Open Source Software (OSS) is becoming more important each day. While in the early days, most software written was offered as proprietary products, today large products are available as OSS. On one hand this often includes the ability to use it for free and change it if needed. On the other hand, those projects rely on contributions by personal and corporate volunteers to maintain the software. But the process for that can be intimidating, since those big projects seem to large and professional for anyone to make a meaningful contribution.
Bricking my Elasticsearch cluster
I am using OSS for almost all my projects. For personal projects, I simply don’t have the resources to adopt large scale enterprise systems, and for professional projects it’s great to be able to save cost and help those projects grow. Like I’ve described before, I use Elasticsearch whenever I need to process logfiles or vastly different types of data in the same system.
A while ago, I upgraded my Elasticsearch cluster that I use for Smarthome and Logfile purposes. The process itself was painless (apt-get update & upgrade) and quick, documents got indexed and became visible in Grafana and Kibana. So, everything seemed just fine.
But a few days after that, Elasticsearch became unstable. Of the three nodes I had, one after the other started crashing. This seemed weird, given that they are decently sized and nothing changed configuration-wise. Reducing indexing-load seemed to slow down the process, but ES started crashing even without any documents being indexed!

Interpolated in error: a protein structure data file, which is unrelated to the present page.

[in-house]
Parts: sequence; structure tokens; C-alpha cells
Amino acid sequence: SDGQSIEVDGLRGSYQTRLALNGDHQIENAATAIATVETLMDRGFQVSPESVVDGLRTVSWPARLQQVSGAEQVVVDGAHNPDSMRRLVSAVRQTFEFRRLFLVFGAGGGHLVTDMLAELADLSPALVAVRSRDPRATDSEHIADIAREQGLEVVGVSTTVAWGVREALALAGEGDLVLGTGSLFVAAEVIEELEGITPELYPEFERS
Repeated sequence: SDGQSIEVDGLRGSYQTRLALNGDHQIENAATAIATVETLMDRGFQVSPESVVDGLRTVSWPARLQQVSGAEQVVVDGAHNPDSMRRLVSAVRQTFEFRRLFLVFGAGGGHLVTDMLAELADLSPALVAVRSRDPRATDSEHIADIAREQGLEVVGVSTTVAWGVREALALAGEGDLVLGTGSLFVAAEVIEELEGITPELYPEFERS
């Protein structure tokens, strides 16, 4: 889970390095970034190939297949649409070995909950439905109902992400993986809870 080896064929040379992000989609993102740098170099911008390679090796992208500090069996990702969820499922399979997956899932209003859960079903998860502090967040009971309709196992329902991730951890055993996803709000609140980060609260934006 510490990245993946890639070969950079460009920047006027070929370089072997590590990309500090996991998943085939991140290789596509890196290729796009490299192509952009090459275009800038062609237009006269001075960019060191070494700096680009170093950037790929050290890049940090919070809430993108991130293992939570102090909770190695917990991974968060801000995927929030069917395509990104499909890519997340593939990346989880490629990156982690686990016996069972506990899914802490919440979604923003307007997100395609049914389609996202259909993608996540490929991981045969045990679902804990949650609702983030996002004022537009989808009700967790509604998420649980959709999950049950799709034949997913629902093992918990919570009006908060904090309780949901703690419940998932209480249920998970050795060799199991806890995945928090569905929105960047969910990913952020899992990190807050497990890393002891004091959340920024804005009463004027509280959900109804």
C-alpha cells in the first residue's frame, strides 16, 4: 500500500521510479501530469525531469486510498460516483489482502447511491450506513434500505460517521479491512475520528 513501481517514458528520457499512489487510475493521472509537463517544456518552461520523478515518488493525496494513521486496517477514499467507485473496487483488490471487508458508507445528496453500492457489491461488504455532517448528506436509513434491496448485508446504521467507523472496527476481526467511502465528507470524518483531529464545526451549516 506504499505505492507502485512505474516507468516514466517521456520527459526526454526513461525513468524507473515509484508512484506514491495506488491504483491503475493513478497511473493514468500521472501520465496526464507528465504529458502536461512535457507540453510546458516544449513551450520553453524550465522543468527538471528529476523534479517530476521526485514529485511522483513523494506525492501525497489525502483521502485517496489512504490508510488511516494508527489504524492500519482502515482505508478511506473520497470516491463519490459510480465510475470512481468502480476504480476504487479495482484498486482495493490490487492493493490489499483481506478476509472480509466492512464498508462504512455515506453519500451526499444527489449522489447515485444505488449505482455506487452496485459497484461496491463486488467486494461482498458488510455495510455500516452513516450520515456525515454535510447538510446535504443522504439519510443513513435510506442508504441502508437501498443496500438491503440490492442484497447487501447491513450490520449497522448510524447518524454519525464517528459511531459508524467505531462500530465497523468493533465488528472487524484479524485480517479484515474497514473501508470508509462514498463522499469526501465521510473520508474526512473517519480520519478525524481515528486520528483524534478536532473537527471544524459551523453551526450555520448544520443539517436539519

The error itself was the dreaded Java-Out-of-Memory (OOM) error. While this confirmed my Java aversion, it seemed to be fixable by giving more memory to ES or changing the way it uses it. So this is what I did, doubling the memory on the VM and playing around with memory settings (find some more details in the docs). But nothing helped.
Being close to reinstalling ES completely, I took my issue to the forums, describing the issue and what I tried so far, including logs. This was the first time I did something like this, so I was not sure I described everything in enough detail. But within two days, one of the ES Team Members reached out and was able to nail down the issue immediately. With his help, my cluster went back to a stable state immediately.
The problem was caused by a new config parameter, which is ignored if there is a user-modified version of the config installed (at least on Ubuntu). This destabilized the whole cluster. Because this change potentially needed user action which was not documented, the amazing ES-guys opened a ticket to deal with the situation.
Contributing without coding
So, I contributed to one of my favorite OSS projects without writing a single line of code. All I did was find a problem and bring it to the developer’s attention, describing what I tried to fix the problem myself. This inspired me to write this post and point out some of the ways to help with large projects, even without coding.
While providing feedback and user experience is valuable, there are many other ways to contribute. Just think about the different parts of large scale projects: Besides the code itself, users need technical documentation and practical examples, business cases and integration paths. Those can be provided by anyone! And to manage all that contribution and feedback, some moderation is needed as well. This gives plenty of opportunities to help, no matter what your background is.